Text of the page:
THE NEW NORMAL - Handling and Avoiding WFH Burnout
It seems like lately, more and more people are feeling burned out at work. Burnout, or the overwhelming feeling of mental and physical exhaustion, even affects those who typically enjoy their jobs.
With the economic pressures rising and endangering our social needs and the relaxation we all seek (but never seem to have time to find), it seems we’re all exhausted.
But being burnt out does not necessarily mean you need a new job.
Burnout means you need to slow down and take care of yourself so that you can not only love your job again, but be happier in your non-work time as well.
Here are 9 tips to try out for yourself.
1. Acknowledge that you are burnt out
You must first acknowledge that you have reached burnout. Some key indicators are mental and physical exhaustion induced by repeated pressures and stresses in your life. Psychology Today listed out the telltale signs of burnout as the following:
Forgetfulness/impaired concentration and focus
Loss of appetite
2. Talk to your boss
Don’t be afraid to talk with HR or your boss about your burnout. As mentioned, the burnout phenomenon is well known, and they are likely to sympathize with your plight and will work with you on a solution.
Before you head into the conversation, have a plan in place and already have a few options for what would help you most.
During your conversation, consider also emphasizing how much you enjoy working there, but suggest that you might benefit from some time off.
If they value you and if you approach the situation with respect and professionalism, they will want to work with you to try to find a solution to keep you happy at your job.
Also, stay networked. When we’re numb or stressed with the ever-changing demands of pandemic life, it can be easy to retreat or withdraw. But now is the time to stay connected. Both in your personal life and professionally, keep relationships alive through honest and regular communication, where you seek to listen as well as share. Making the effort to listen will not only give the other person a lift, but may also give you a fresh perspective on your own challenges. There’s always someone who’s got it tougher.
A sense of ongoing connection is especially important for younger workers, who are reporting the highest percentages of loneliness as a result of the pandemic. According to Glint’s research, 24–38-year-olds most desire employer-sponsored support for mental health and well-being, while those 54 years of age and older asked for it the least. “While all employees can benefit from employer-paid mental-health support, either through insurance or EAP, younger employees prefer affinity and connection in organizational settings,” says Black. “Practices like mental health days or well-being support groups aimed at educating and sharing stories of how and when to seek help can be particularly valuable with younger populations.”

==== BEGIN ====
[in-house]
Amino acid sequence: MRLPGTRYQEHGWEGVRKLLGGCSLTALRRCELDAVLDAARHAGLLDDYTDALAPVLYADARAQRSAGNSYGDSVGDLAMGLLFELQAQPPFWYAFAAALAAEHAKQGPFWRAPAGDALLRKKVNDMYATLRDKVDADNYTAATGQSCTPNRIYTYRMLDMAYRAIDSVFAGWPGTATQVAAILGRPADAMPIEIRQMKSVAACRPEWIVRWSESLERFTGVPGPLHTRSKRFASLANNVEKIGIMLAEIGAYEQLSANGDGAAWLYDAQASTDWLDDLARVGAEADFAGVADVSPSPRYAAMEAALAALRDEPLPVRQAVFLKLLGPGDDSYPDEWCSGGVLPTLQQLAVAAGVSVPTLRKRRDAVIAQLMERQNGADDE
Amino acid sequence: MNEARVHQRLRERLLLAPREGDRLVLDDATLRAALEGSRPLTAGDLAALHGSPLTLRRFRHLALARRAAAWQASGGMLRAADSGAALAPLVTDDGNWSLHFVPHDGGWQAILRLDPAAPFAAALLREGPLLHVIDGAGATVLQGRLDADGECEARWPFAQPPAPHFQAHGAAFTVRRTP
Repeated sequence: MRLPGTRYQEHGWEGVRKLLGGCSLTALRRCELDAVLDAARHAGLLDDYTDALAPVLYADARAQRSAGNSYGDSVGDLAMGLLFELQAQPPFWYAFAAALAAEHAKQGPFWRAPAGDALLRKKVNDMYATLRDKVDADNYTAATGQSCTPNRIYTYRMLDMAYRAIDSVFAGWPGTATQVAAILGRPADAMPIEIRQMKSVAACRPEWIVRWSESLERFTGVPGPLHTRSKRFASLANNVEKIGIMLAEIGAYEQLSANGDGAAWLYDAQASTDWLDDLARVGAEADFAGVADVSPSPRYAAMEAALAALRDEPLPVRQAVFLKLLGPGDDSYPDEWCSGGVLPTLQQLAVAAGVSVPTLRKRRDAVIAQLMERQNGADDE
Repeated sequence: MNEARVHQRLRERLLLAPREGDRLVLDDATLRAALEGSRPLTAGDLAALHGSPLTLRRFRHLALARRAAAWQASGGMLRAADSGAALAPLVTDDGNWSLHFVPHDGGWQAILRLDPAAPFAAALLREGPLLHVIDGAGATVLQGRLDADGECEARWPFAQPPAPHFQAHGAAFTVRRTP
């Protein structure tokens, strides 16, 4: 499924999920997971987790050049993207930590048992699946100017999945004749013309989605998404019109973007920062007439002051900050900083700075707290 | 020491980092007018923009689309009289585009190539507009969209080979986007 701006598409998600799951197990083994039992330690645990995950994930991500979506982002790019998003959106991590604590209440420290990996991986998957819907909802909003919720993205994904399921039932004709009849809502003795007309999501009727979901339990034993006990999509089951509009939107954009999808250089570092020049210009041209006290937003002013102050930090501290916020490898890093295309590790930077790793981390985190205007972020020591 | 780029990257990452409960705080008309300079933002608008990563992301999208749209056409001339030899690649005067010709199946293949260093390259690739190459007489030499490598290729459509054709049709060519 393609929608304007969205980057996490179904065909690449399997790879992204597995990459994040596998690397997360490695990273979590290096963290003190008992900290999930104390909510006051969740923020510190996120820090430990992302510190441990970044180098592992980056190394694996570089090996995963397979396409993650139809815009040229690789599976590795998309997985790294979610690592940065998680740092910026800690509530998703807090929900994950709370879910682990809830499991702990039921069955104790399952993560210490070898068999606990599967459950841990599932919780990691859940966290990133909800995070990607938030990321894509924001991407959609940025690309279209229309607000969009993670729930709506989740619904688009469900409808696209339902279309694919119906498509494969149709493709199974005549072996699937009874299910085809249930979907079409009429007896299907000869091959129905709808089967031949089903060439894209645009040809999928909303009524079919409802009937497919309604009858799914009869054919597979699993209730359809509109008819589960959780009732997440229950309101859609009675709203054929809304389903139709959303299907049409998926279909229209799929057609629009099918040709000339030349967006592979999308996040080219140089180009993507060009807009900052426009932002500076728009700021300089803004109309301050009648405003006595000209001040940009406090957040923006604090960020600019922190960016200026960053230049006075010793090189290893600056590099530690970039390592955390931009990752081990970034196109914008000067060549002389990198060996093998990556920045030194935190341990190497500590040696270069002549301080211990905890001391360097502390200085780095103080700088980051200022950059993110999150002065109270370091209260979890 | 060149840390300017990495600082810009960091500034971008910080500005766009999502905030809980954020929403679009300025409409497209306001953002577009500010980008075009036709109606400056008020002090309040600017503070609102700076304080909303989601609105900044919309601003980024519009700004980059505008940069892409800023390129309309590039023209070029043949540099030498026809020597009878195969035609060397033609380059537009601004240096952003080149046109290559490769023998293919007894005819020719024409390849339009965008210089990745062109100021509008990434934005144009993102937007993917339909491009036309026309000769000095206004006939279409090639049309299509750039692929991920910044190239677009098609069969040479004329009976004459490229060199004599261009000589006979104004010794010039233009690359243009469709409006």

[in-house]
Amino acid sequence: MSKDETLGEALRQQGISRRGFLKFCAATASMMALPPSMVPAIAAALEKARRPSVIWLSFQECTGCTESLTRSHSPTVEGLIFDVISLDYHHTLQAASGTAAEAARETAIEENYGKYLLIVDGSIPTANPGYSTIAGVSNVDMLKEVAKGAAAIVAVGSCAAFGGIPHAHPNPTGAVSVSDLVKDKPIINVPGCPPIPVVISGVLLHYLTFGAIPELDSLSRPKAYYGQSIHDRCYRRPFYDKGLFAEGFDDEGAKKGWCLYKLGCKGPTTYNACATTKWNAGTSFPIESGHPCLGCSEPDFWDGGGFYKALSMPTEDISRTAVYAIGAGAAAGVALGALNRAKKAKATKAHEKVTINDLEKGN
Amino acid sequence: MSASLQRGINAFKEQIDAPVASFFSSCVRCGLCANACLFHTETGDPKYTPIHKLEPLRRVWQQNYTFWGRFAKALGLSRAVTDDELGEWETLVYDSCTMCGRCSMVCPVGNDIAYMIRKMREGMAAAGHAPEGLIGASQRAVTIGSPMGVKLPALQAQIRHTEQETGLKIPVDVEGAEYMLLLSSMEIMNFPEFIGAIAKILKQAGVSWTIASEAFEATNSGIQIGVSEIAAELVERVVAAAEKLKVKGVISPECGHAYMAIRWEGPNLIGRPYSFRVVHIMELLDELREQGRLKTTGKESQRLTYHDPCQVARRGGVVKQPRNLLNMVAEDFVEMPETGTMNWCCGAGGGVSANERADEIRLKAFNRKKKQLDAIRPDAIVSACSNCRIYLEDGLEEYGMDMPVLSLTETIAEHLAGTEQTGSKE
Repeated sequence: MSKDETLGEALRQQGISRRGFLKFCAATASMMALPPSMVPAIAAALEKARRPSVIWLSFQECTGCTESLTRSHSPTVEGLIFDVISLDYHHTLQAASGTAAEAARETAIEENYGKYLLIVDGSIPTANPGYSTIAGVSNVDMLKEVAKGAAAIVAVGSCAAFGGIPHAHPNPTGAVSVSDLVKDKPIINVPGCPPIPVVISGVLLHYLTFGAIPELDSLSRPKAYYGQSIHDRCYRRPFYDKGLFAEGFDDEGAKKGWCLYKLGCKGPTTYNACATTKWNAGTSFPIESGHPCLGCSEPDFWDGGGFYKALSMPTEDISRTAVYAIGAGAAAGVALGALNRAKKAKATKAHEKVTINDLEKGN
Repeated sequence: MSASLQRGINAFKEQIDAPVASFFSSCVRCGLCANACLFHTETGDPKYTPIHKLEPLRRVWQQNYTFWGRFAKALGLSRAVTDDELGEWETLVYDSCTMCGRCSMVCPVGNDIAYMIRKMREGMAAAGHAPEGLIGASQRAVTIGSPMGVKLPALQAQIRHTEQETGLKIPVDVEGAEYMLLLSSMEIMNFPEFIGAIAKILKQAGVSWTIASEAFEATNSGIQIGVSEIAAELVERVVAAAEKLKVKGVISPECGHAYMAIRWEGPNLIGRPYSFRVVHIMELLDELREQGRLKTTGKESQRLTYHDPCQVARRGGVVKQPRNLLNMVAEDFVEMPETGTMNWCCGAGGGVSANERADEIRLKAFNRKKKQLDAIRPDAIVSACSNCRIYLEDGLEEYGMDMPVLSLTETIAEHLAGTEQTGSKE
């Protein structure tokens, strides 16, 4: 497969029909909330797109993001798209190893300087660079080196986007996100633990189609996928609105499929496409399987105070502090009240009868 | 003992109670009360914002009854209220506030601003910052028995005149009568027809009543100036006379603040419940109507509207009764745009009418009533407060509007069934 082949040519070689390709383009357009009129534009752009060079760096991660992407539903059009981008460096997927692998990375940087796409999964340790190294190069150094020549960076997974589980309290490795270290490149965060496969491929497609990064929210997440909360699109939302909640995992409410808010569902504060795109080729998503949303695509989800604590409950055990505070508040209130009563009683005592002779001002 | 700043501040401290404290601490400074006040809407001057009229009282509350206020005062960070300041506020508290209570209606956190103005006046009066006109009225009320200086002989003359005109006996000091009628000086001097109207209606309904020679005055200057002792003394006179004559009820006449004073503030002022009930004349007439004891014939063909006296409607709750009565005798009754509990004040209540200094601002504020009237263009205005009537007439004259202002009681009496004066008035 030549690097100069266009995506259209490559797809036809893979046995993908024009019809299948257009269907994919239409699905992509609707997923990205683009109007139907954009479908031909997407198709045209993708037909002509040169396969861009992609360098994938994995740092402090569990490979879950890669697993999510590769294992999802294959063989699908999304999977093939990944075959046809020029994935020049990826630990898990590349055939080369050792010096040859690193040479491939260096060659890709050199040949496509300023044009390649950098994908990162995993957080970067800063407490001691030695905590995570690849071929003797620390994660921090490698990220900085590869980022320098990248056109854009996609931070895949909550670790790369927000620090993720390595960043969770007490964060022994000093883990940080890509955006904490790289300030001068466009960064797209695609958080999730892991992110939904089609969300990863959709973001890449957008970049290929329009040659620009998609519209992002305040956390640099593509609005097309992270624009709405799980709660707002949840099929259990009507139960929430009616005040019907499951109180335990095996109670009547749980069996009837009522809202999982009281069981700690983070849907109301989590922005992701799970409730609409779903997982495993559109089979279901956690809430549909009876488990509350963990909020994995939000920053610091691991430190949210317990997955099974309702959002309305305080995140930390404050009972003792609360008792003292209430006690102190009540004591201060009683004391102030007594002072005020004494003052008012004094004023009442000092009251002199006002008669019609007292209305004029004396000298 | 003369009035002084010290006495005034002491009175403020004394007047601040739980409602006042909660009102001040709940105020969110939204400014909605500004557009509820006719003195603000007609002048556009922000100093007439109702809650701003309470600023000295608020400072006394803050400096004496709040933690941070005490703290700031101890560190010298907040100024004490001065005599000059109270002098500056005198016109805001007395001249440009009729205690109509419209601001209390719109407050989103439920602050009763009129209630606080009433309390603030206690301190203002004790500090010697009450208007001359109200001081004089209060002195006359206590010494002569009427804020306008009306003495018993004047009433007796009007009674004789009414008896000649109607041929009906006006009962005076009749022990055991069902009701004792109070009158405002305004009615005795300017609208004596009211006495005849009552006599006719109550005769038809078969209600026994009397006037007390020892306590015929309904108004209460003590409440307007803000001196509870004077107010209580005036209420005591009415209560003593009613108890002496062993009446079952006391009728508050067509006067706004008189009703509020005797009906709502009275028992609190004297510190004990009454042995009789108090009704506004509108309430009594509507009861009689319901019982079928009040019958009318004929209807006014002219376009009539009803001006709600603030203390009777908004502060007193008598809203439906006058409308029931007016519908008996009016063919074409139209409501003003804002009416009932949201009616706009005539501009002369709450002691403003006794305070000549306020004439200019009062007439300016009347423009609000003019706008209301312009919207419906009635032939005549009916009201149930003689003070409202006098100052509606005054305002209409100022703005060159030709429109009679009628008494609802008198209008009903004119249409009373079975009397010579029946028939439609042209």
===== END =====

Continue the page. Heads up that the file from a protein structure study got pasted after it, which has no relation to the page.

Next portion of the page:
3. Take some time off
One of the only ways to properly recover is to detach yourself from your work environment for a while. Taking a vacation could in fact be the thing that saves your career to bring you back to star mode.
People who take vacations are proven to have lower stress, less risk of heart disease, a better outlook on life and more motivation to achieve goals upon returning to work. It isn’t just about work; overall well-being is improved and—get this—women who take vacations are reportedly more happy in their marriages than those who don’t take time off.
Whether you take a couple days off, a week off, or two weeks off, it is much-needed time so you can get back into your groove and regain the energy and enthusiasm that you once had for your job.
4. Love your job again
During your time off, you will find yourself immersed in precious moments of much-needed sleep, relaxation and recalibration. It is also a good time to discover ways you can avoid burnout when you return to the office.
Once you are on your time off, take time each day to reflect on reasons why you are grateful for your job. Trying to deliberately shift your thinking from negative thoughts to more positive ones can help improve your outlook.
If you need help getting started, remember why you took the job in the first place, and recall the enthusiasm and energy that you once had. While it certainly may be on the depletion-side now, it is not too late to regain it, especially if you can shift your focus to reasons why you are grateful for your job. If you are dead set on getting a new job, use this gratitude practice to notice what aspects of your current job you do enjoy, and be sure to bring those into your job hunt.
5. Know your limits
Taking on more than you can handle is a surefire way to get burnt out, and it is also the easiest way to get bitter toward your boss or your work generally. Ask yourself, Am I over-exerting myself at work? Get really honest and curious about where you’re saying “yes,” tipping yourself over the edge of your capacity.
6. Don’t be afraid to say no